"Long road to a ‘good GM’ filing
By John Dizard
Published: May 10 2009 11:07 | Last updated: May 10 2009 11:07
Flushed with the immediate tactical success of the Chrysler bankruptcy, the US administration’s plans for the subsequent GM filing are moving forward, along the lines laid out a couple of weeks ago. The White House’s auto task force, with the UAW, the car workers’ union, behind it, could have had a quick, consensual trip in and out of court, but apparently that wasn’t what they wanted.
The “363” plan (a provision under the Bankruptcy Act that allows the company to sell assets), is the means for a “good GM” funded by the government to buy assets from the existing company, or “bad GM”. The plan, based on a review of some fairly clear precedents from past cases, is a legally flawed way to disregard the rights of certain creditors – in GM’s case, their public bondholders.
The unsecured bondholders are being offered somewhere between 4 and 5 cents on the dollar for their claims. In contrast, unsecured claims (with equal legal rank) by the union retirees’ healthcare plan are being offered a recovery of 74 cents on the dollar.
Nevertheless, the plan will probably work, in the sense of achieving the intended short-term effect. The key to the tactic’s success is not its integrity, but the current lack of available exit financing for companies emerging from bankruptcy.
The 363 loophole, (really 363(b)), was intended to give a judge the authority to allow for the quick disposal of wasting assets, or assets that are not part of the core business, without waiting for creditors to vote their permission. It was not intended as a way to impose what is called a “sub rosa plan of reorganisation”. That is a plan of reorganisation of the entire company on which creditors do not get a vote.
In GM’s case, the “sub rosa plan” is to sell the valuable assets, with accompanying union contracts, to a new, “good” GM, and leave the money-losing assets in the original company, which is left in the street to bleed cash and die.
GM’s law firm, Weil Gotschal, has attempted to use this section of the bankruptcy code in the past, and had only mixed success in doing so. For example, a bankruptcy judge in New York ruled against a similar Weil Gotschal tactic in the Westpoint Stevens case, saying: “The fact that a transaction including a 363(b) sale of assets may ultimately be in the best economic interests of a debtor’s various constituencies does not authorise the court to ignore the creditors’ rights and procedural requirements of Chapter 11.”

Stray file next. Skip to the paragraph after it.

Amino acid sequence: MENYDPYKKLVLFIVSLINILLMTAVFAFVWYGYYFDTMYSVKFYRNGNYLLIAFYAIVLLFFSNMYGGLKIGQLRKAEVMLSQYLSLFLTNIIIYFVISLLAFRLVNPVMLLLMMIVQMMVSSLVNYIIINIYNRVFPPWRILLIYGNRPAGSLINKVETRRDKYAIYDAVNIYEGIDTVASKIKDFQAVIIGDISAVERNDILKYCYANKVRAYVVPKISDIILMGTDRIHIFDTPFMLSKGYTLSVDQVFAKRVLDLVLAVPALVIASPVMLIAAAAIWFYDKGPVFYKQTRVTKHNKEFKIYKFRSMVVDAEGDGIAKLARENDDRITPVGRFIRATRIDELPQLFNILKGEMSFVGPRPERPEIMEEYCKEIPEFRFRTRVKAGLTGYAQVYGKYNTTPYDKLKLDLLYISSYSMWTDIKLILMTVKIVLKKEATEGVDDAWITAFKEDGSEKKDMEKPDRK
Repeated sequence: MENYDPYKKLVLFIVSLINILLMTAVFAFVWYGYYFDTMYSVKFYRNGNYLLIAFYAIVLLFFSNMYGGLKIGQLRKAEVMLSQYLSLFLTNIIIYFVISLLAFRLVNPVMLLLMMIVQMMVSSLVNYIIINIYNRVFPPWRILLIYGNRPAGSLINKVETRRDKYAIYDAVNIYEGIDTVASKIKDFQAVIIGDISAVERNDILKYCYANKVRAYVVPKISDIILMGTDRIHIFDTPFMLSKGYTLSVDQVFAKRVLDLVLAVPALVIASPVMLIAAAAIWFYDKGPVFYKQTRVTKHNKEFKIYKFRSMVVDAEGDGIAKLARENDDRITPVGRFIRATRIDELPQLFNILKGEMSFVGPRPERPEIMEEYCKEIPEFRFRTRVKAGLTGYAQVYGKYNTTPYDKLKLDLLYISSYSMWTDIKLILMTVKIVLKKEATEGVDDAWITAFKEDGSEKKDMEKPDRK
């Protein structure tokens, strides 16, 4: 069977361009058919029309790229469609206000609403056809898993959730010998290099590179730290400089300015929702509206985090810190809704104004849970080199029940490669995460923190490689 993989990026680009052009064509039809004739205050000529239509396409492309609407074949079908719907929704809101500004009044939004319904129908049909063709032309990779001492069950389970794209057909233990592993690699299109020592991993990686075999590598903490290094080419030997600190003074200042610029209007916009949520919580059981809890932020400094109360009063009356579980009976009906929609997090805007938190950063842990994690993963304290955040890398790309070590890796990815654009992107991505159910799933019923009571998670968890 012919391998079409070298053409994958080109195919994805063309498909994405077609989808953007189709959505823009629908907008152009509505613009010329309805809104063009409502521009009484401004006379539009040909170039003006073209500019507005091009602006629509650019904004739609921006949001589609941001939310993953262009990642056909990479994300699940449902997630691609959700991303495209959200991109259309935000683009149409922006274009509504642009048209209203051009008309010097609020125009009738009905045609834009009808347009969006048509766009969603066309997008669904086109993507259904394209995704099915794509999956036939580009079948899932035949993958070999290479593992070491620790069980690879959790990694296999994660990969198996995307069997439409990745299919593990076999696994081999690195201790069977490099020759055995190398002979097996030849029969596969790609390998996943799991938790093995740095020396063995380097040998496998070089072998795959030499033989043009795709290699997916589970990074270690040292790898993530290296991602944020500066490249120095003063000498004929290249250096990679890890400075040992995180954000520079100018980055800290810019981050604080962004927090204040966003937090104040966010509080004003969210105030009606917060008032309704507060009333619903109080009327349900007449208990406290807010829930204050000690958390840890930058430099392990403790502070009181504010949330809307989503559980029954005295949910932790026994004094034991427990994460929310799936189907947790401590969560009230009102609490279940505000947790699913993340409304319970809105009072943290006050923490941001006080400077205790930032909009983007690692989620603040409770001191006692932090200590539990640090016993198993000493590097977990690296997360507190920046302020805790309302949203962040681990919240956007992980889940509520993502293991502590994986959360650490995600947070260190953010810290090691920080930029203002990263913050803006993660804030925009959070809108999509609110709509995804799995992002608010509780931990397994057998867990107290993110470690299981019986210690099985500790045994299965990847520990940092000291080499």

Here’s how I believe the GM bankruptcy case will play out. The government, the UAW and GM are in a good position to “forum shop”, or find a bankruptcy judge who will be sympathetic to the government-UAW plan. That judge may be in New York (convenient for Weil Gotschal, headquartered in New York’s GM building), or Michigan (hometown advantage for GM). That judge will almost certainly grant the request of GM, the union and the government for the 363(b) sale.
Then the bondholders do some forum shopping of their own. They could well find a judge in a Federal district court (one level up from bankruptcy court) willing to grant a temporary restraining order blocking the 363(b) sale.
Given the facts of the case, and the precedent on the side of the bondholders, I think it’s quite possible that the judge will issue a TRO, and set a hearing on a motion by the bondholders to enjoin the sale.
That will be the end of the good news for the bondholders. The judge will read through the law, and the facts, and then ask an unpleasant question of the bondholders: what’s your alternative?
They won’t have one. There will be a great deal of back and forth, but at the end of the day the bondholders need – not just the law – but a big cheque book on their side, and the money isn’t there. Not for the $35bn (£23bn, €26bn) or so they would need to pay off the government and step into its commanding position.
Their problem is that the US government will be offering not just working capital for GM during its bankruptcy, but “exit financing” for GM’s emergence from Chapter 11. That is hard to get now on commercial terms, even on a smaller scale than would be needed for GM.
There are other problems with the government/union plan. The suppliers to the remaining “good” brands will need to spread their fixed costs over fewer parts, and transferring and revising all the contracts is logistically very difficult. Getting effective, decisive management, when the major shareholders have made unconvincing pledges to be hands off and avoid conflicts . . . very uncertain.
The bondholders still fight a hard, continuing, rearguard action, since they have little or nothing to lose, and want to preserve their rights and legal precedents for future reorganisations.
If the administration and the union had just richened the deal offered the bondholders from 4-5 cents to maybe 10-12-15 cents on the dollar, they might have got an agreed, prepackaged deal, and avoided a lot of sturm und drang.